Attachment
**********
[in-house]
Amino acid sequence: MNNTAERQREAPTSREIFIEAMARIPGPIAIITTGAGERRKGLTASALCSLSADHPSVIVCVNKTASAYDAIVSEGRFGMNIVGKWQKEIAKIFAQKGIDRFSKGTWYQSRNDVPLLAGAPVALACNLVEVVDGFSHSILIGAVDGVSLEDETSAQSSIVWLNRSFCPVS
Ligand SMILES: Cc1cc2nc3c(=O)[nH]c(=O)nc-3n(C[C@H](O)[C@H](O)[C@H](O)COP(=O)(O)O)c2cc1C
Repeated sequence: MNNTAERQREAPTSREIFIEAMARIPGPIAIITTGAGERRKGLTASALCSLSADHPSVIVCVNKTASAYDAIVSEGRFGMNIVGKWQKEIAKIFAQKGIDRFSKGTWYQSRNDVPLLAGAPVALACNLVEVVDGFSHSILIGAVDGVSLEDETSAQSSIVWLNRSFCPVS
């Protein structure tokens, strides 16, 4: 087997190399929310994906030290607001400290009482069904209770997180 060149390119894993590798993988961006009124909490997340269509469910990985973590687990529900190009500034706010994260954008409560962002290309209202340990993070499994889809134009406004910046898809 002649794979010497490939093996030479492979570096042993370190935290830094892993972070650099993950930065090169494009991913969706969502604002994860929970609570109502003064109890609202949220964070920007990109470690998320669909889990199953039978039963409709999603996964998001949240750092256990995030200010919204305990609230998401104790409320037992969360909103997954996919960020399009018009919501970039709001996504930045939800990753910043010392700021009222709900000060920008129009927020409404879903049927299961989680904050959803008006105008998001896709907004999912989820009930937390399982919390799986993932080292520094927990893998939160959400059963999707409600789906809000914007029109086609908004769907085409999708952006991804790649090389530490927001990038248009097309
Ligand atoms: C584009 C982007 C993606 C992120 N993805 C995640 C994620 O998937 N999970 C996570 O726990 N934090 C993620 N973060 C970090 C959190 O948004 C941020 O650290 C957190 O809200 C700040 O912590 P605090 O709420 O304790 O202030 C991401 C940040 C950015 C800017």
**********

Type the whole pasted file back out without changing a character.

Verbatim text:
[in-house]
Amino acid sequence: MNNTAERQREAPTSREIFIEAMARIPGPIAIITTGAGERRKGLTASALCSLSADHPSVIVCVNKTASAYDAIVSEGRFGMNIVGKWQKEIAKIFAQKGIDRFSKGTWYQSRNDVPLLAGAPVALACNLVEVVDGFSHSILIGAVDGVSLEDETSAQSSIVWLNRSFCPVS
Ligand SMILES: Cc1cc2nc3c(=O)[nH]c(=O)nc-3n(C[C@H](O)[C@H](O)[C@H](O)COP(=O)(O)O)c2cc1C
Repeated sequence: MNNTAERQREAPTSREIFIEAMARIPGPIAIITTGAGERRKGLTASALCSLSADHPSVIVCVNKTASAYDAIVSEGRFGMNIVGKWQKEIAKIFAQKGIDRFSKGTWYQSRNDVPLLAGAPVALACNLVEVVDGFSHSILIGAVDGVSLEDETSAQSSIVWLNRSFCPVS
């Protein structure tokens, strides 16, 4: 087997190399929310994906030290607001400290009482069904209770997180 060149390119894993590798993988961006009124909490997340269509469910990985973590687990529900190009500034706010994260954008409560962002290309209202340990993070499994889809134009406004910046898809 002649794979010497490939093996030479492979570096042993370190935290830094892993972070650099993950930065090169494009991913969706969502604002994860929970609570109502003064109890609202949220964070920007990109470690998320669909889990199953039978039963409709999603996964998001949240750092256990995030200010919204305990609230998401104790409320037992969360909103997954996919960020399009018009919501970039709001996504930045939800990753910043010392700021009222709900000060920008129009927020409404879903049927299961989680904050959803008006105008998001896709907004999912989820009930937390399982919390799986993932080292520094927990893998939160959400059963999707409600789906809000914007029109086609908004769907085409999708952006991804790649090389530490927001990038248009097309
Ligand atoms: C584009 C982007 C993606 C992120 N993805 C995640 C994620 O998937 N999970 C996570 O726990 N934090 C993620 N973060 C970090 C959190 O948004 C941020 O650290 C957190 O809200 C700040 O912590 P605090 O709420 O304790 O202030 C991401 C940040 C950015 C800017």